Paul Pierce and Draymond Green trade barbs over Kevin Durant move

Ladies and gentlemen, we may already have our first open feud of the season.

Granted, it’s still the preseason and involves the two most likely contenders coming out of the west, but shots have been fired between former (and likely future) Celtic Paul Pierce and the Golden State Warriors Draymond Green. Pierce, who is gunning for one more ring with the Los Angeles Clippers in a weakened western conference, had some choice words about Green’s newest teammate, Kevin Durant, who is sure to be a lightning rod after spurning several suitors this summer, the Celtics among them:

A close read of Pierce's words hint they may be infused with bitterness about the end of his time in Boston, which, with the departure of Ray Allen in a situation not unlike that of Durant's, effectively shut their window for contention and led to his eventual landing in Los Angeles, now facing a similar conundrum with an aging point guard and much of the starting lineup heading into free agency next year.

Green, seemingly tired of addressing comments around the league well before the start of a regular season that likely won't relent on offering similar opinions any time soon (barring, perhaps, an underwhelming start from the newly-anointed superteam), did not pull any punches in his response to Pierce's comments, as noted by the San Jose Mercury News's Anthony Slater:

"I just wonder at what point do they get bored talking about the same thing. You got all these guys talking. Like (Paul) Pierce today, like, dude nobody care what you did or who you did it for. Just give it a break. Everybody got something to say and want to take everything he say and twist it. Like, he play with the Warriors. OKC has their team, we have our team. He left there."

For Green, the decision was strictly business, which would make sense for someone with a point of view at odds with Pierce's, particularly in light of the Ray Allen decampment. As has been noted by us previously, loyalty is a complicated animal in the NBA, which thrives off the competitive spirit of its players and fans, but also has a bottom line to consider.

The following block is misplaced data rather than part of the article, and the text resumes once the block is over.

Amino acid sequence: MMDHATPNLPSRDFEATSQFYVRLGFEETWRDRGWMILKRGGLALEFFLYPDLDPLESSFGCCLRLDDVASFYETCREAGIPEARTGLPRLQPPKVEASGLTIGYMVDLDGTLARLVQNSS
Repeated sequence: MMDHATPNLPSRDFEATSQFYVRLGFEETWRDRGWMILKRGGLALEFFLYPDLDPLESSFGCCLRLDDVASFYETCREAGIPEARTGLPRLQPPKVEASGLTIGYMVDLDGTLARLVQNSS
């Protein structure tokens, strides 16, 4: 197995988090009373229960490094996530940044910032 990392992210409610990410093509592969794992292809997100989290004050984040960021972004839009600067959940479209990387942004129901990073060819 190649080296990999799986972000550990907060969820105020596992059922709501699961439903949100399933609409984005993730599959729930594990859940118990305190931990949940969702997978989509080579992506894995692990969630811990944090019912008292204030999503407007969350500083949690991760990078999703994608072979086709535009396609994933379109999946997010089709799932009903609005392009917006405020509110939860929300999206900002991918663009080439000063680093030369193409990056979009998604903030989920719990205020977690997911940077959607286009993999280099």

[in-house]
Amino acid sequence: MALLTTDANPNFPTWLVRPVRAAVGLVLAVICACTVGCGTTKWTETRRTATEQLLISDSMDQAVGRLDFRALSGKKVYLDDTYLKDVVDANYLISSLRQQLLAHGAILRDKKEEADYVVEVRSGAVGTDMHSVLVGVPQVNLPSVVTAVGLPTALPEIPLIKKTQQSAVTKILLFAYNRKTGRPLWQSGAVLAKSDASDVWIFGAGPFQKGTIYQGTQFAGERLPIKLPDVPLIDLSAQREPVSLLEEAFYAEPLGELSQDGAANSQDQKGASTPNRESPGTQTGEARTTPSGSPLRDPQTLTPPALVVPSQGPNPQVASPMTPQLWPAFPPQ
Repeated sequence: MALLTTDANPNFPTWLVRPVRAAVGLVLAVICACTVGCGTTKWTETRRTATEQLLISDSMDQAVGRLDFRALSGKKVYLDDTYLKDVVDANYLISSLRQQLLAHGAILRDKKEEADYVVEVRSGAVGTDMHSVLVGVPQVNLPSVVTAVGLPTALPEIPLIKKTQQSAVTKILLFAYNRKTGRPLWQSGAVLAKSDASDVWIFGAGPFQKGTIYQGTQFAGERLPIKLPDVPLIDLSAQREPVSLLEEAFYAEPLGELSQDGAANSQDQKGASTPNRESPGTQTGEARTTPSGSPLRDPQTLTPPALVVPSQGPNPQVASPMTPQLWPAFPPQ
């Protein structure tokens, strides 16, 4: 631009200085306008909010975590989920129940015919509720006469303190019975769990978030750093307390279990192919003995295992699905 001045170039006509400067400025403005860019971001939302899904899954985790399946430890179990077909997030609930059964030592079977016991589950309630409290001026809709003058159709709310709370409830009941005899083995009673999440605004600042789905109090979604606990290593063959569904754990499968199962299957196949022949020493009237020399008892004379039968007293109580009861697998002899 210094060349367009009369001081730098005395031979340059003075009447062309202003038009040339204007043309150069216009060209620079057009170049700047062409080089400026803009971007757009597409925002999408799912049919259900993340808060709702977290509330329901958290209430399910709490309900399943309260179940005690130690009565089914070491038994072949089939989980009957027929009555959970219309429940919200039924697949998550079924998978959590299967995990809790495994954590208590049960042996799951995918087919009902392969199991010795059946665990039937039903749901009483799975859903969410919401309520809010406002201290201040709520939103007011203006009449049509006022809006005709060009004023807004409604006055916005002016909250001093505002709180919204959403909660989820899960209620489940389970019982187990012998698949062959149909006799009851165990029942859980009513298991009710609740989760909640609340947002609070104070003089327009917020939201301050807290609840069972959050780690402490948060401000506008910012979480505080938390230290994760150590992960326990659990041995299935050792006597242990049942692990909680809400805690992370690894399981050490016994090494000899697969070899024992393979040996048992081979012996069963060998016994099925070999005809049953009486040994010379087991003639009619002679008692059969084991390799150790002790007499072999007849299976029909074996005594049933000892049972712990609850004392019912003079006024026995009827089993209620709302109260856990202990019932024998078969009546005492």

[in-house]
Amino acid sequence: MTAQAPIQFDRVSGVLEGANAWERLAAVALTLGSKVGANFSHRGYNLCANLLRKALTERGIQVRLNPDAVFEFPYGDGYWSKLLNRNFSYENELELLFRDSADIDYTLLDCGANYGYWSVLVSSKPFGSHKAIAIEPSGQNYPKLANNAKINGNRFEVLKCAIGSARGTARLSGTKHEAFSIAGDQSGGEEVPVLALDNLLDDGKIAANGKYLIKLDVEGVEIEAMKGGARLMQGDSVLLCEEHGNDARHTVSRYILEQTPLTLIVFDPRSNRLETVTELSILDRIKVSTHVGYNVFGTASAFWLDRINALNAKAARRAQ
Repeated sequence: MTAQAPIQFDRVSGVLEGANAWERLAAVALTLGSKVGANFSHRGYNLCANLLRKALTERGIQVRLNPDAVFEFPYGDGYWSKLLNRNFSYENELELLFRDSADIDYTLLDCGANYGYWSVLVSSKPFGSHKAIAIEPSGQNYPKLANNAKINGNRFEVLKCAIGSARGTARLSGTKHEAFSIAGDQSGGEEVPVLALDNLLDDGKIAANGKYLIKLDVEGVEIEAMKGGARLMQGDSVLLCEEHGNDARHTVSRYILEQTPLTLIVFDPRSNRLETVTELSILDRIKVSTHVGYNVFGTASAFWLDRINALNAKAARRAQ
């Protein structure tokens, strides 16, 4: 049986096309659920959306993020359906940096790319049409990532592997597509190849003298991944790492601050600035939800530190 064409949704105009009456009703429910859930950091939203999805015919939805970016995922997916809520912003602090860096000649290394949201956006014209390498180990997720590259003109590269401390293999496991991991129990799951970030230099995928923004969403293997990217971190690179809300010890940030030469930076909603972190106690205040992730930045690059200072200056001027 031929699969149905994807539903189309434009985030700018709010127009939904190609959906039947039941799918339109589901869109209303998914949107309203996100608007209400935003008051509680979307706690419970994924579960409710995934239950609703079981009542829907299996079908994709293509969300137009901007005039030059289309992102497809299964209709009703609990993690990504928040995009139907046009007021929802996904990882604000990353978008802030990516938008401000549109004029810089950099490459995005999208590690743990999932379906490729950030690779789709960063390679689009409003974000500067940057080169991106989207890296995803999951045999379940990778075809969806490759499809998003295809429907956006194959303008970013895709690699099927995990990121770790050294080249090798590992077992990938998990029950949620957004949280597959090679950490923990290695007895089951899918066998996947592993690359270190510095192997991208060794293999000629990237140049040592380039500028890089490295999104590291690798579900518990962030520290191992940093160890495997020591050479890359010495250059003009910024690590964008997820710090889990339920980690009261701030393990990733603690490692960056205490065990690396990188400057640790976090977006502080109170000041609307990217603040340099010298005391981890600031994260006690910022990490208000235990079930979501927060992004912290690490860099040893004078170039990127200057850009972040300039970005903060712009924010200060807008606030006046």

Such fiscal exigencies were behind Danny Ainge repeatedly dangling Allen  in trade talks, which were reportedly a major factor in his departure. Yet, oddly enough, neither fiscal or competitive concerns seem to be the primary reason for Durant decamping to the Warriors.

KD cites "potential for my contribution and personal growth" as his main motive, but it would be foolish to believe championship opportunities were also not a factor. He wisely kept any such sentiments to himself, aware his past words might haunt him if it were public knowledge his motives extended beyond an unassailable desire to become a better player:

Dredging up the past can often be uncomfortable, and not just to Durant or Green. It isn't a good look to make a move you publicly decried at an earlier moment in your career, and Durant is not on that island by himself - arguments can be made Pierce himself has made (or nearly made) similar - if less contentious - moves.

While few people would call the Wizards demise in the 2014-15 Eastern Conference Semifinals and Pierce's subsequent flight to the Clippers ring-chasing on the same scale as Durant, particularly in light of the lack of the "joining the enemy" wrinkle, the import of competitiveness becomes at least a little suspect, especially when, as others have noted, Pierce himself threatened to leave Boston if he didn't get the supporting cast he deserved:

Ultimately, the basketball gods prevented us from having to see whether those reports were merely a bargaining tactic or legitimate threat, much to the joy of Boston fans and the chagrin of everyone else. And I am by no means suggesting players should not have the right to play wherever they desire once their contract obligations are up - they absolutely should.

But if you make your opinions known on the subject, don't be surprised if people remind you of your words, and hold you accountable for them later in your career. And, conversely, if you actually do pull the trigger and join another team - particularly one that beat you in the post season - don't be surprised when it goes over like a sack of bricks.

For those of you are uncomfortably finding yourself agreeing with Draymond (at least on the getting bored with talking abut the same thing part, anyway), the regular season starts in just over two weeks, and we can put these kinds of exchanges behind us.

We probably won't, though.

Pierce photo via Jared Wickerham/Getty Images
Follow Justin at @justinquinnn